Former Congolese Interior Minister Emmanuel Ramazani Shadary waves to his supporters as he arrives to file his candidacy for the presidential election, at the Congo's electoral commission head offices at the Gombe Municipality in Kinshasa, Democratic...
Former Congolese Interior Minister Emmanuel Ramazani Shadary waves to his supporters as he arrives to file his candidacy for the presidential election, at the Congo's electoral commission head offices at the Gombe Municipality in Kinshasa, Democratic...

KINSHASA, DRC - Joseph Kabila's preferred successor as president of the Democratic Republic of the Congo will face a credible election challenge in December from two opposition leaders, the final list of candidates published Wednesday
showed.

Kabila has ruled since his father's assassination in 2001. He agreed last month not to defy term limits and stand for re-election, opening the door to the Central African nation's first democratic transfer of power.

His announcement calmed tensions that have seen dozens of anti-Kabila demonstrators killed by security forces since he refused to step down when his constitutional mandate expired in December 2016.

Kabila is backing Emmanuel Ramazani Shadary in the long-delayed Dec. 23 election. His biggest challengers are likely to be Felix Tshisekedi, the president of Congo's largest opposition party, and Vital Kamerhe, who placed third in the last election in 2011.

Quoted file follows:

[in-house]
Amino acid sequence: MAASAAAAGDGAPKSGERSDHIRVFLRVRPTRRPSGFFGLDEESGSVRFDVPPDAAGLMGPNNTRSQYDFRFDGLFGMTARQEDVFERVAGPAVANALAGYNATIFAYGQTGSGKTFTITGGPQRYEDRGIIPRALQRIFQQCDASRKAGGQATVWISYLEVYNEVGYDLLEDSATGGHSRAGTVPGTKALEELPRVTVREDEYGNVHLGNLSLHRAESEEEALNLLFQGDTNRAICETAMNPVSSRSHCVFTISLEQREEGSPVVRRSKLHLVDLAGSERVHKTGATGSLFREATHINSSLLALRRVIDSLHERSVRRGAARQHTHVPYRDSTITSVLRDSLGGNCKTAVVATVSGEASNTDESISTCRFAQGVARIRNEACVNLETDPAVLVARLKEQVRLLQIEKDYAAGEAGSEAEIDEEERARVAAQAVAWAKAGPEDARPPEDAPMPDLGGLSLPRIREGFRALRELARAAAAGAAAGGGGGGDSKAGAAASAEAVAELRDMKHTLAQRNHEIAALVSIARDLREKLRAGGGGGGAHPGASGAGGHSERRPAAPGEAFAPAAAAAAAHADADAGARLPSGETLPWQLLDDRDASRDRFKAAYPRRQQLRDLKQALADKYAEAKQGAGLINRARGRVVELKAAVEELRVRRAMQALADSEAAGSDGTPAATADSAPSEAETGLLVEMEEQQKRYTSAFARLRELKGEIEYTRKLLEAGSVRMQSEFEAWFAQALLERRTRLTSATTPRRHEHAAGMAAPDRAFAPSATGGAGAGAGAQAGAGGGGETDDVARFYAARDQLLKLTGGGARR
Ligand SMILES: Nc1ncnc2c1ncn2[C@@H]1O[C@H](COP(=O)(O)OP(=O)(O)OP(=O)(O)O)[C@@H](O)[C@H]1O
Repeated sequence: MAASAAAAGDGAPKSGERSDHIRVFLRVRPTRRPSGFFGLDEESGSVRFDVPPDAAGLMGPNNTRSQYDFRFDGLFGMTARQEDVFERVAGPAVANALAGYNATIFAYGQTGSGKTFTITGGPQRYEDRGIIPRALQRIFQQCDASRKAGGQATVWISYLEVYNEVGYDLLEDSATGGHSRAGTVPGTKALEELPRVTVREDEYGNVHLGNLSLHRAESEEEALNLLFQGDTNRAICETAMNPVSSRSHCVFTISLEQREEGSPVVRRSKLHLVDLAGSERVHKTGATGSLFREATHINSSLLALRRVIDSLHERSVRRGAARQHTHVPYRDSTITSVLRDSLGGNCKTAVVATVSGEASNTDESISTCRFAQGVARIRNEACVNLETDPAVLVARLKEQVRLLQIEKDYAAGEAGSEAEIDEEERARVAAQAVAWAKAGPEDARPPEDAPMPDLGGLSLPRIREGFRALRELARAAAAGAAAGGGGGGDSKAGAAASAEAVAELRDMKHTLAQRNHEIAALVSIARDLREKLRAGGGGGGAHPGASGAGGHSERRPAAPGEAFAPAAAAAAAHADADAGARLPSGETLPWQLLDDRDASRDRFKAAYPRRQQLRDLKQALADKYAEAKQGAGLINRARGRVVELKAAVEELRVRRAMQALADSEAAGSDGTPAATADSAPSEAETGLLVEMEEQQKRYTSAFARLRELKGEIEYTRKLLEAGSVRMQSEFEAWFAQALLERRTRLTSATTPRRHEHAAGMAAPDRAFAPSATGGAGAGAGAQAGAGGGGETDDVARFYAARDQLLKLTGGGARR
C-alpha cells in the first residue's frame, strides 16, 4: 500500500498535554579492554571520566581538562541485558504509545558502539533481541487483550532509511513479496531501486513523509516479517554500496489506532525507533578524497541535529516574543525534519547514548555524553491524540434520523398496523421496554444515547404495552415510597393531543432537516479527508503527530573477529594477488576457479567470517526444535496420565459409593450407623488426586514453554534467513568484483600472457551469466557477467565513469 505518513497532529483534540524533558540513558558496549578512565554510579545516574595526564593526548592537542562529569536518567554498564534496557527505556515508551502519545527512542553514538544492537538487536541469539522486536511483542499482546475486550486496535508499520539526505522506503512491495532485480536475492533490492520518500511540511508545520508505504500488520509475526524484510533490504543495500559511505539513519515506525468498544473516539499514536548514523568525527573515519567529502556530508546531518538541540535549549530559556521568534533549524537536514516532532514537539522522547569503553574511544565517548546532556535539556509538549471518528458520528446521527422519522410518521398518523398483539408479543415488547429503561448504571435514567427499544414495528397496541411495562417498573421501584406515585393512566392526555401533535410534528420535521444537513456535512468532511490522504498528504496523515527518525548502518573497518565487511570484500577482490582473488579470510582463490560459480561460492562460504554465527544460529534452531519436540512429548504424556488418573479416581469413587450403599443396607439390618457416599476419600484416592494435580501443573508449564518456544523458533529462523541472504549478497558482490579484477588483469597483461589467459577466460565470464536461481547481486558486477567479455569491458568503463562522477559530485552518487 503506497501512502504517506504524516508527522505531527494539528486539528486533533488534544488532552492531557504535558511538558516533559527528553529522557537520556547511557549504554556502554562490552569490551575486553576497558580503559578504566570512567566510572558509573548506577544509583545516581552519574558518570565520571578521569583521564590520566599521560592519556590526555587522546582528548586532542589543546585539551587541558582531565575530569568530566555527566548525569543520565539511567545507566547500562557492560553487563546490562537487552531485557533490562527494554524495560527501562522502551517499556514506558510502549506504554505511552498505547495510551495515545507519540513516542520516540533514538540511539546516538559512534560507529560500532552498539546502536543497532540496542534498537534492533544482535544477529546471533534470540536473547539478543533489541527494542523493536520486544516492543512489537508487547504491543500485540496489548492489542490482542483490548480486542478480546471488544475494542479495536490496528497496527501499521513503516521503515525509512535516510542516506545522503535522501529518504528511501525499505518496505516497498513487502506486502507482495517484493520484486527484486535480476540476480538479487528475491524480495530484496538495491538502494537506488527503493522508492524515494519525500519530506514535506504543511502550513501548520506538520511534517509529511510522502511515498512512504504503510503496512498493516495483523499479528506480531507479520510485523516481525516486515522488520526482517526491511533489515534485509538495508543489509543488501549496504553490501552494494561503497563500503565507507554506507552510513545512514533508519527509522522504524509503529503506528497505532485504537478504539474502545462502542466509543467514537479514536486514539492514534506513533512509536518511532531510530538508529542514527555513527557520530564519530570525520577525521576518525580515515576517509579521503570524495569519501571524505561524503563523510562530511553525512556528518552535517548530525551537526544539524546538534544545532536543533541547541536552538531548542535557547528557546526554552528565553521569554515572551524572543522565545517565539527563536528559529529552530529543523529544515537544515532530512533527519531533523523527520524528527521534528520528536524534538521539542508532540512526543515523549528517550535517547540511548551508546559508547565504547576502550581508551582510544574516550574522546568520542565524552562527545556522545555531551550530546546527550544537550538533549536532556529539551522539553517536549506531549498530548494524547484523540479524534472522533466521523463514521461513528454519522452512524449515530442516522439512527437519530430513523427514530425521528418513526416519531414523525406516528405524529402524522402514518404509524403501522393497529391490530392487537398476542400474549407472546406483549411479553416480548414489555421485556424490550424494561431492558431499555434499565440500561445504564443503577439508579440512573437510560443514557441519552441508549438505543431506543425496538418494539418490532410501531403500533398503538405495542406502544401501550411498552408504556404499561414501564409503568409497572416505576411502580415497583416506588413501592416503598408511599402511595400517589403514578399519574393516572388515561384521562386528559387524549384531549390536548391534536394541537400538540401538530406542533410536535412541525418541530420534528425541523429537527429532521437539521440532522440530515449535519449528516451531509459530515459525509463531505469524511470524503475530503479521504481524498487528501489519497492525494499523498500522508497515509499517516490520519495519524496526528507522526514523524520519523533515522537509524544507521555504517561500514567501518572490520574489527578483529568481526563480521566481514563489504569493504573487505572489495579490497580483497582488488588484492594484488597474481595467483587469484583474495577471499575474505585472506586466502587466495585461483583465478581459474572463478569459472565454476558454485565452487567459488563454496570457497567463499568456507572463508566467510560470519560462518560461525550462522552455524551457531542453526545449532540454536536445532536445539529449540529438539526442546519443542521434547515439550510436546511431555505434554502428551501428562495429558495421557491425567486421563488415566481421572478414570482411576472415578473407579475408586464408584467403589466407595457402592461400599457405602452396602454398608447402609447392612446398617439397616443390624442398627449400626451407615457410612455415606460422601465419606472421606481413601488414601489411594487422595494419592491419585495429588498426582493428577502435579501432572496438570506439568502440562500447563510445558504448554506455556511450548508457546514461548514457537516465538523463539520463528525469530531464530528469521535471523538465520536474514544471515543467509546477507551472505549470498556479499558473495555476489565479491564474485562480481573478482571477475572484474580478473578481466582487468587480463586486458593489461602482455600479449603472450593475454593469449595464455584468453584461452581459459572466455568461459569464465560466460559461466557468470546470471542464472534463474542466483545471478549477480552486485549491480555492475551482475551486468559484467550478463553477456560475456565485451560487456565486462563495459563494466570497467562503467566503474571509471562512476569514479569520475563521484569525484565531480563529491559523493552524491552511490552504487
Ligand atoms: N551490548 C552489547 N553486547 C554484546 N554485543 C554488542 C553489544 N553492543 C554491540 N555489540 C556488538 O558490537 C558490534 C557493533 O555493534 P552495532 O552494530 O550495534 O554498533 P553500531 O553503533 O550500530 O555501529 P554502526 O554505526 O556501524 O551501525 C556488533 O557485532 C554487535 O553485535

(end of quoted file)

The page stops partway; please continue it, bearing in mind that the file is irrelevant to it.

But in all, 21 candidates have been approved for the single-round contest, including several other prominent Kabila critics, which risks diluting the opposition vote and boosting Ramazani's chances.

Fairness questions

The authorities' exclusion from the race of other leading opposition figures, including former Vice President Jean-Pierre Bemba and ex-provincial Governor Moise Katumbi, has also raised questions about the election's fairness.

The opposition accuses Kabila's camp of plotting to rig the elections with untested electronic voting machines, a charge the ruling coalition rejects.

In a rare opinion poll in July, Katumbi and Tshisekedi each received 19 percent support. Bemba received 17 percent and Kamerhe got 9 percent.

Ramazani did not receive enough votes to figure in the results but is expected to now benefit from the ruling coalition's financial and institutional muscle.

Opposition leaders have repeatedly said they intend to coalesce behind a single candidate but have traditionally struggled to present a united front. In 2011, Kabila won with 49 percent of ballots cast as the opposition vote split.

The final candidate list also includes former Prime Minister Samy Badibanga and longtime Kabila ally Tryphon Kin-Kiey.

Bemba was disqualified by the constitutional court earlier this month over a witness-tampering conviction, while Katumbi was prevented from re-entering the country last month to register his candidacy after two years in exile.

The electoral commission also validated more than 15,000 candidacies for parliamentary elections due to take place the same day.